Word of the day

February 16, 2015

Mundicidious   – happening, to be met with, or to be looked for in this world; likely or able to destroy the world.


Rural round-up

February 16, 2015

Work of dedicated greenie on view  – Tim Cronshaw:

A lifetime’s work by a Canterbury farmer to lay out a tree canopy on his property, the envy of many farmers, will be opened up to visitors this month.

Lochaber Downs was until lately the home of Graeme and Christine McArthur and they spent decades putting in shelterbelts, woodlots and many varieties of native trees and plants on the 680 hectare hill country and downs property at Whitecliffs, inland Canterbury.

This was rewarded with the couple being named the Husqvarna Farm Foresters of the Year for the South Island. As part of the award they will hold a field day on February 21 despite since selling the farm. The field day has been allowed to continue with the consent of new owner Ken Wragg. . .

Kiwi smashes world barley record – Alan Williams:

Timaru farmer Warren Darling set his mind on a new world barley growing record after going close last season without really trying.

His determination has paid off with the numbers and now he’s just waiting to see if Guinness World Records will ratify the result. Word from the United Kingdom-based group was expected any time.

The January 23 harvest produced a yield of 13.8 tonnes a hectare from the 11.5ha block of land on the coastal Poplar Grove Farm. . .

 Dairy man disputes barn finding – Neal Wallace:

A study questioning the merits of wintering barns or free stalls has been slammed as muddled and narrow-focused by an advocate of the system.

Ray Macleod, the manager of Landward Management, a Dunedin company specialising in hybrid dairy farming systems, said the report failed to look at the barn system as part of a year-round production cycle and confused farm intensification with better use of resources.

The study by DairyNZ senior economist Matthew Newman and AgFrirst consultant Phil Journeaux said the jury was still out on the financial and environmental merits of the barns. . .

Astronauts catch on to wool’s fire resistant qualities – Mary-Jo Tohill:

For merino wool protective clothing specialist Andy Caughey, there’s nothing like going straight to the source.

The New Zealand merino wool advocate was at the Central Otago A&P Show at Omakau yesterday, mingling with some of the farmers who grow wool for his UK-based brand, Armadillo Merino.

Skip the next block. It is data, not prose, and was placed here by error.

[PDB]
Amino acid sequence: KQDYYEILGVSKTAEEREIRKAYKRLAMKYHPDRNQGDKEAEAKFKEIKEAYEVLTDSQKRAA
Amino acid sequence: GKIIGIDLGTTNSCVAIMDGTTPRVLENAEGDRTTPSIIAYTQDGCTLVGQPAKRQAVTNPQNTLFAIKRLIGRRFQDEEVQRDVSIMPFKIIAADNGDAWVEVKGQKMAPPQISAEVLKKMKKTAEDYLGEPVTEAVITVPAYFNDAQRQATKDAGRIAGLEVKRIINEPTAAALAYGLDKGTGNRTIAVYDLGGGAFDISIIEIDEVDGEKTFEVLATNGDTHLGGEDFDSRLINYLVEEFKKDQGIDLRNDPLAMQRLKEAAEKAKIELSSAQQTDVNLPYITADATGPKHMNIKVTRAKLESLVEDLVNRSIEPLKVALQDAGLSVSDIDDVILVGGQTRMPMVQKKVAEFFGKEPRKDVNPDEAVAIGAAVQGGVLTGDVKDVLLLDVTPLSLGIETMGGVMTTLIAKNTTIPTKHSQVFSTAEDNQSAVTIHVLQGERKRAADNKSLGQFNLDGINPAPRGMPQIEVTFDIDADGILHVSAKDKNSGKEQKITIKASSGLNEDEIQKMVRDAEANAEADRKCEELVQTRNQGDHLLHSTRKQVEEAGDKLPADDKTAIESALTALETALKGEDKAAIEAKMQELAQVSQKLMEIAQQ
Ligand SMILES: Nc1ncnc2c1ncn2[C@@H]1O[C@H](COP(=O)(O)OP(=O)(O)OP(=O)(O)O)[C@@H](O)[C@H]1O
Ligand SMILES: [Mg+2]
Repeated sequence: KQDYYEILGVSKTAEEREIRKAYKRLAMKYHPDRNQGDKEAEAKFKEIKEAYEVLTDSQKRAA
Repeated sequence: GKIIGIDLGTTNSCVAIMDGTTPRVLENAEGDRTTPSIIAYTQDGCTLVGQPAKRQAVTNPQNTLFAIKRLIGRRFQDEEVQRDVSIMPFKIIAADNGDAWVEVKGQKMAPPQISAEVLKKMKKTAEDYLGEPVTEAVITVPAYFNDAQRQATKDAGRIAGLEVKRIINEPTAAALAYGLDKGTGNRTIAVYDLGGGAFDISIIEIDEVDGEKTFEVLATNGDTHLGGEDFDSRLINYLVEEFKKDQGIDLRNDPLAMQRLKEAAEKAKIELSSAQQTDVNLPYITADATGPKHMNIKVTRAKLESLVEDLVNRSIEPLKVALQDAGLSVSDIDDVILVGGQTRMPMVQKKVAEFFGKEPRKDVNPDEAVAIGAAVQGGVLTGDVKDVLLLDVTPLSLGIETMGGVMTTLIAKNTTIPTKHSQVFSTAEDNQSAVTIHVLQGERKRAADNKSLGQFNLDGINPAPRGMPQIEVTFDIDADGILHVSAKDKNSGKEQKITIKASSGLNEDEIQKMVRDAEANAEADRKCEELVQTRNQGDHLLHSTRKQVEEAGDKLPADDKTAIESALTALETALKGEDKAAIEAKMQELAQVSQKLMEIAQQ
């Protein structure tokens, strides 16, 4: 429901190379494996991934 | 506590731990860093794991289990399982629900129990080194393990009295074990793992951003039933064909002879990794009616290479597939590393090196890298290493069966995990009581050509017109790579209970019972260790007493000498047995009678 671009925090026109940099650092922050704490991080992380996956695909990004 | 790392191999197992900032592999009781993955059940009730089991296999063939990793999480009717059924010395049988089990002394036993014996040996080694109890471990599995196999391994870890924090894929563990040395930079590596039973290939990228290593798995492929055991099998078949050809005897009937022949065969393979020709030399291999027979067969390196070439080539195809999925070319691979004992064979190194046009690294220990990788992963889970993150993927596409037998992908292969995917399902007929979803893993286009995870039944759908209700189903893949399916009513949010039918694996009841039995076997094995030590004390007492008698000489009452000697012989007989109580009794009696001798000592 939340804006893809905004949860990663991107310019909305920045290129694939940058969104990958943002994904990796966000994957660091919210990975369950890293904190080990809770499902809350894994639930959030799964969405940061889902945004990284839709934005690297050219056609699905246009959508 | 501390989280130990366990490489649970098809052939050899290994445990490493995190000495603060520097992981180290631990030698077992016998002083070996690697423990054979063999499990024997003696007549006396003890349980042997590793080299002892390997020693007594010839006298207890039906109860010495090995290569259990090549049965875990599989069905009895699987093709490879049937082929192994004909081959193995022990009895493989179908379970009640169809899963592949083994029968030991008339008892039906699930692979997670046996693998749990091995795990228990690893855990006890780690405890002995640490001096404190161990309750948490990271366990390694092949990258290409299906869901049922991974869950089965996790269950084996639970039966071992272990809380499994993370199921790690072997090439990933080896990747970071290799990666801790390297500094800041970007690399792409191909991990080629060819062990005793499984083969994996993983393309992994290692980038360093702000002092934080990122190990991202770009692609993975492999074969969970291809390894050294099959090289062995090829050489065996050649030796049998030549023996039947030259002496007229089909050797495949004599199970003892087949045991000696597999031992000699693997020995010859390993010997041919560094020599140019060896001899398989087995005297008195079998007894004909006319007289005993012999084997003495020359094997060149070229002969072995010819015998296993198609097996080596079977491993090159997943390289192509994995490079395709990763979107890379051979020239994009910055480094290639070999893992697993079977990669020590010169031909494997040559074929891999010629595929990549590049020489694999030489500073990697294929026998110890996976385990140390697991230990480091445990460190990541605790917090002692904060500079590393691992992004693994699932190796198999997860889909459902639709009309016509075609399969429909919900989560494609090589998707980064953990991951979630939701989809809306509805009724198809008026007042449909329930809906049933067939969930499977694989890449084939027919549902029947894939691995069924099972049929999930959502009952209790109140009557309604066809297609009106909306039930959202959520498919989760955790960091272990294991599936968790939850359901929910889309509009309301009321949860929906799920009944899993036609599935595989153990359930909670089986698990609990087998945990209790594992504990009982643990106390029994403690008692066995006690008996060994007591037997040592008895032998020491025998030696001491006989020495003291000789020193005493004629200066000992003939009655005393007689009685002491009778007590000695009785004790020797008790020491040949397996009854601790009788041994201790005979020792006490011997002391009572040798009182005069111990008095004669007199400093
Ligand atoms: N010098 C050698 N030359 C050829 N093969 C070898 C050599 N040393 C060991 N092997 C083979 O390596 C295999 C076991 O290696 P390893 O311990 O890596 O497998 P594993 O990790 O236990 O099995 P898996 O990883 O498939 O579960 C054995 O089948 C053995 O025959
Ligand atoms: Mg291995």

From the sheep’s back to outer space might sound a bit far-fetched, but not when you’re talking about astronauts, whose under-garments are made from merino wool. . .

Government distrust of Fonterra ‘staggering’:

The level of Government distrust in Fonterra was a “huge shock” according to the man who led the dairy giant’s board inquiry into 2013’s botulism scare.

Speaking at an Institute of Directors function in the Waikato today, Jack Hodder, QC, said the inquiry team was taken aback by the lack of goodwill between the country’s largest company and politicians.

“That was a huge shock. That was probably the most staggering thing,” the Chapman Tripp partner said. 

“Accidents happen, but the lack of goodwill Fonterra had in Wellington was a real concern.”

Hodder said what goodwill had existed between the two “evaporated” once the botulism scare broke. . .


SkyCity doesn’t need taxpayer

February 16, 2015

Sky City is reviewing the design of the International Convention Centre in Auckland and won’t be asking taxpayers to contribute to it.

Economic Development Minister Steven Joyce today announced that the Government and SkyCity have reached agreement on the next stages of the International Convention Centre (NZICC) project.

SkyCity has agreed not to pursue a financial contribution from the Government and instead will amend its design to ensure the facility can be completed without financial input from the Crown.

“I welcome SkyCity’s agreement with the Government’s approach,” Mr Joyce says. “This clears the path for the project to continue.

“I have repeatedly stated since December that our least preferred option is for the Government to contribute funding for the project. I am pleased to confirm that will be the case.”

SkyCity submitted a Preliminary Design for the NZICC in October 2014 for approval by the Crown.  However the total construction cost exceeded those costs as set out in the NZICC Agreement. 

“The Crown has also indicated today that it may be prepared to accept a slightly smaller NZICC, if that is required to meet the agreed total construction cost,” Mr Joyce says.

“SkyCity will now work on a revised Preliminary Design in the coming weeks and will submit it on a date that will be agreed by both parties.